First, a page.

The only political hope, if a military operation will not end the matter, has glimmered in the past few days after the president of the opposition coalition Muath Al Khatib said he was ready to negotiate with members of the Syrian regime 'whose hands are not bloodied' provided they set political prisoners free. But this statement has had no consequences so far especially since the military wing of the insurrection together with leading opposition members like Haithem Al Maleh have rejected it. The Kurdish issue is further complicating matters.

The Kurdish Democratic Union Party has gained control of a number of cities and villages in north-east Syria and a few districts in Aleppo but appears to be focusing more on defending its ethnic identity than on Syria's destiny.(ANSAmed).


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Mission Overview

Most Western societies are based on Secular Democracy, which itself is based on the concept that the open marketplace of ideas leads to the optimum government. Whilst that model has been very successful, it has defects. The 4 Freedoms address 4 of the principal vulnerabilities, and gives corrections to them. 

At the moment, one of the main actors exploiting these defects, is Islam, so this site pays particular attention to that threat.

Islam, operating at the micro and macro levels, is unstoppable by individuals, hence: "It takes a nation to protect the nation". There is not enough time to fight all its attacks, nor to read them nor even to record them. So the members of 4F try to curate a representative subset of these events.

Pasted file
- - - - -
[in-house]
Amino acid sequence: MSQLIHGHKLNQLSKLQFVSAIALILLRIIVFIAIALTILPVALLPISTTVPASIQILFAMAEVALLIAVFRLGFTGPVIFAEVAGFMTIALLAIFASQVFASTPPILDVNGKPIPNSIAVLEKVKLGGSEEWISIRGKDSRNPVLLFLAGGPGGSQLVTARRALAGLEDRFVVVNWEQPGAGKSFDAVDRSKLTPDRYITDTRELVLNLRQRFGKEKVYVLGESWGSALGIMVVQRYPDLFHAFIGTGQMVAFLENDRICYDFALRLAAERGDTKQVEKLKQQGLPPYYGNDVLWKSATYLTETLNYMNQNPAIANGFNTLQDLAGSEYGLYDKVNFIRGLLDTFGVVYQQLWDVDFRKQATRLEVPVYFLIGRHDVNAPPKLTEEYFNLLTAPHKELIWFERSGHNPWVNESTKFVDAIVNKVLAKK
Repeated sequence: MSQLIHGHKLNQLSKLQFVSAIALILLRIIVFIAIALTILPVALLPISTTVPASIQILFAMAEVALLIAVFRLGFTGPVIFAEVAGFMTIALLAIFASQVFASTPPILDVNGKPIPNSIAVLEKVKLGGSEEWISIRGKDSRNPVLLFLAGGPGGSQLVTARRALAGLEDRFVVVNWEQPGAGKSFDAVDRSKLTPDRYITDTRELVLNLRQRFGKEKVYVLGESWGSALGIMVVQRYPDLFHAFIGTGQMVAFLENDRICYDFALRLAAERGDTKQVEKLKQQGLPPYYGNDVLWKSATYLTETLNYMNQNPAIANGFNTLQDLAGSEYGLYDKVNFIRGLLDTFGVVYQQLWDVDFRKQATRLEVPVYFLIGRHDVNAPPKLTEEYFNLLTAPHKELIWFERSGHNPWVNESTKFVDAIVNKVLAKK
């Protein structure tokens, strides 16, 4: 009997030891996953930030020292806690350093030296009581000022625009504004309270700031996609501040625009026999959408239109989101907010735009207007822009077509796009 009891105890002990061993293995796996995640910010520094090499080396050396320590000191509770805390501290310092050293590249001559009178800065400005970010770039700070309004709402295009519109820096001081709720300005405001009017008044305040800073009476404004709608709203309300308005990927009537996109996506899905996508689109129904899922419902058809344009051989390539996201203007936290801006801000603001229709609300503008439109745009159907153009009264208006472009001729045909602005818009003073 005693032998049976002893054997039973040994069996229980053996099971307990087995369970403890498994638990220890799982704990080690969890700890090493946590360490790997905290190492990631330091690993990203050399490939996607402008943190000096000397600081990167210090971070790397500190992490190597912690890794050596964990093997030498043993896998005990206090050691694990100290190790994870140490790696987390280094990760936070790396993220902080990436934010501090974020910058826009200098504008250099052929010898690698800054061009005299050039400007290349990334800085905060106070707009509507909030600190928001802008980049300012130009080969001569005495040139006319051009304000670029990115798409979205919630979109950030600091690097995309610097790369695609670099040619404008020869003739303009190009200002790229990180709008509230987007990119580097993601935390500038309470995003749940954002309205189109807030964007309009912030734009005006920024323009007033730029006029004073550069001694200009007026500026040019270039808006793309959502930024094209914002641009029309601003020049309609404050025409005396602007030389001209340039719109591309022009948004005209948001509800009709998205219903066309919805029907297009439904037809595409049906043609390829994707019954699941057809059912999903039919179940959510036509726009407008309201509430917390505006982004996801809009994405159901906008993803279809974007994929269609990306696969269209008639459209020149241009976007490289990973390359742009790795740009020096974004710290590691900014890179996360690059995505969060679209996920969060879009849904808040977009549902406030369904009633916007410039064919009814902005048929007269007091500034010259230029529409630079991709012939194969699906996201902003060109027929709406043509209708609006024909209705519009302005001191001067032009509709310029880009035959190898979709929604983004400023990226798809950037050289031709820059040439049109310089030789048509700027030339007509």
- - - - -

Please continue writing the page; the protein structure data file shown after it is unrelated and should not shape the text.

We need to capture this information before it is removed.  The site already contains sufficient information to cover most issues, but our members add further updates when possible.

We hope that free nations will wake up to stop the threat, and force the separation of (Islamic) Church and State. This will also allow moderate Muslims to escape from their totalitarian political system.

The 4 Freedoms

These 4 freedoms are designed to close 4 vulnerabilities in Secular Democracy, by making them SP or Self-Protecting (see Hobbes's first law of nature). But Democracy also requires - in addition to the standard divisions of Executive, Legislature & Judiciary - a fourth body, Protector of the Open Society (POS), to monitor all its vulnerabilities (see also Popper). 
1. SP Freedom of Speech
Any speech is allowed - except that advocating the end of these freedoms
2. SP Freedom of Election
Any party is allowed - except one advocating the end of these freedoms
3. SP Freedom from Voter Importation
Immigration is allowed - except where that changes the political demography (this is electoral fraud)
4. SP Freedom from Debt
The Central Bank is allowed to create debt - except where that debt burden can pass across a generation (25 years).

An additional Freedom from Religion is deducible if the law is applied equally to everyone:

  • Religious and cultural activities are exempt from legal oversight except where they intrude into the public sphere (Res Publica)"